This paper aims to analyze and discuss the implications of the August 2010 decision of the D.C. Circuit Court of Appeals vacating and remanding to the SEC its December 2008 order approving a proposed fee filed by NYSE Arca, LLC for its depth‐of‐book product ArcaBook. It also seeks to consider the effect on the court's decision of the Dodd‐Frank Act amendments to Section 19(b) of the Exchange Act.
The paper analyzes the evolution of the SEC's policy regarding SRO market data fees including the 1999 Concept Release on Market Information, the Advisory Committee on Market Information, the effects of decimalization and the 2005 adoption of Regulation NMS. It focuses on market data fee policy in connection with the Commission's decade‐long project to increase the role of competition in the US securities markets, culminating in the 2006 NYSE Arca fee filing, the SEC's 2008 order approving those fees and the NetCoalition decision.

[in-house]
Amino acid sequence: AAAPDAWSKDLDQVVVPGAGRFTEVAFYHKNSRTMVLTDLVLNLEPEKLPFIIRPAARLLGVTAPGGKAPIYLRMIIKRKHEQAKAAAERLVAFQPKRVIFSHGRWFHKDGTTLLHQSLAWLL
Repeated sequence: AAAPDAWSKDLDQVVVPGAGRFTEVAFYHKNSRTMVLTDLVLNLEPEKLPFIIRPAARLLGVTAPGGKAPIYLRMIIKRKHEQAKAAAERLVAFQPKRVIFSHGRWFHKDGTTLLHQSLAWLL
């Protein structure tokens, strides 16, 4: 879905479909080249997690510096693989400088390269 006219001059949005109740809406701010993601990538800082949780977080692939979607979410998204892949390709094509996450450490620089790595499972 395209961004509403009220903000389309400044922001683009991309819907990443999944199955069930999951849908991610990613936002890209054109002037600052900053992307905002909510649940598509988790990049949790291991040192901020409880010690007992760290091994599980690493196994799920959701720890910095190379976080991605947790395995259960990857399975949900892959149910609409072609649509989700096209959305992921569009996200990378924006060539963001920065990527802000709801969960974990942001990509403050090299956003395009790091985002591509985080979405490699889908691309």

The court's decision that a cost analysis is not irrelevant to the SEC's review of proposed SRO fee filings brings clarity and finality to a long‐standing dispute within the Commission and the securities industry and identifies a procedure for reaching an economically sound determination of “fair and reasonable” fees for SRO market data.
A cost‐based analysis of SRO market data fee filings is likely to result in a significant decline in market data revenues for those exchanges that charge fees for their data. For the Commission, cost‐based analysis is likely to require a significant reallocation of its regulatory staff and resources.
The paper presents a useful analysis for securities regulatory lawyers and financial analysts and investors following the stock exchange and financial information industries.
Ferraro, E. (2011), "Competitive forces and cost‐based analysis in SEC review of SRO market data fee filings:
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